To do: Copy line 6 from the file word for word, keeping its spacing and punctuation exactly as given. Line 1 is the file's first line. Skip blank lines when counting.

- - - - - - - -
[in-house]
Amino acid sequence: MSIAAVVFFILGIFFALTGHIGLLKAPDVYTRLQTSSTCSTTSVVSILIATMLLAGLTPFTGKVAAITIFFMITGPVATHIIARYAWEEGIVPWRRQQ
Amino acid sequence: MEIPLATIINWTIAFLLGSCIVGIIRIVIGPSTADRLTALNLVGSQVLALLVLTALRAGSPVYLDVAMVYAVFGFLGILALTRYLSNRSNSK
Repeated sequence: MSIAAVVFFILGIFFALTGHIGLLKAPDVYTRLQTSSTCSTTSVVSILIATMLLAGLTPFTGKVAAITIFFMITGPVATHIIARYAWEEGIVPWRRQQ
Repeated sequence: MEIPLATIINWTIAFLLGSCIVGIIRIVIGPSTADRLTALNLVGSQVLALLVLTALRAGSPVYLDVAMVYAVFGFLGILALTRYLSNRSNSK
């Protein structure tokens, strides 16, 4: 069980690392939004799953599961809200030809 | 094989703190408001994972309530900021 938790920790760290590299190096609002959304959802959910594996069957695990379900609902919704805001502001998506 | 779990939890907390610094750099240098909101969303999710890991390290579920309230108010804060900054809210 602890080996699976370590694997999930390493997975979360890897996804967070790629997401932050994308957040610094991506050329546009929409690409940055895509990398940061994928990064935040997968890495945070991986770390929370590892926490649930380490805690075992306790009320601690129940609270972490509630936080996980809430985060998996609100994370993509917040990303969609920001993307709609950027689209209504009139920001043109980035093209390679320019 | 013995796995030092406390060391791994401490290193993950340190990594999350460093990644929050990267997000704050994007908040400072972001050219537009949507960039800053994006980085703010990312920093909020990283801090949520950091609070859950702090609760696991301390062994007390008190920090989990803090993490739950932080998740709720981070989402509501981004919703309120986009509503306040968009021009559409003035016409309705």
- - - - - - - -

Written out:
């Protein structure tokens, strides 16, 4: 069980690392939004799953599961809200030809 | 094989703190408001994972309530900021 938790920790760290590299190096609002959304959802959910594996069957695990379900609902919704805001502001998506 | 779990939890907390610094750099240098909101969303999710890991390290579920309230108010804060900054809210 602890080996699976370590694997999930390493997975979360890897996804967070790629997401932050994308957040610094991506050329546009929409690409940055895509990398940061994928990064935040997968890495945070991986770390929370590892926490649930380490805690075992306790009320601690129940609270972490509630936080996980809430985060998996609100994370993509917040990303969609920001993307709609950027689209209504009139920001043109980035093209390679320019 | 013995796995030092406390060391791994401490290193993950340190990594999350460093990644929050990267997000704050994007908040400072972001050219537009949507960039800053994006980085703010990312920093909020990283801090949520950091609070859950702090609760696991301390062994007390008190920090989990803090993490739950932080998740709720981070989402509501981004919703309120986009509503306040968009021009559409003035016409309705």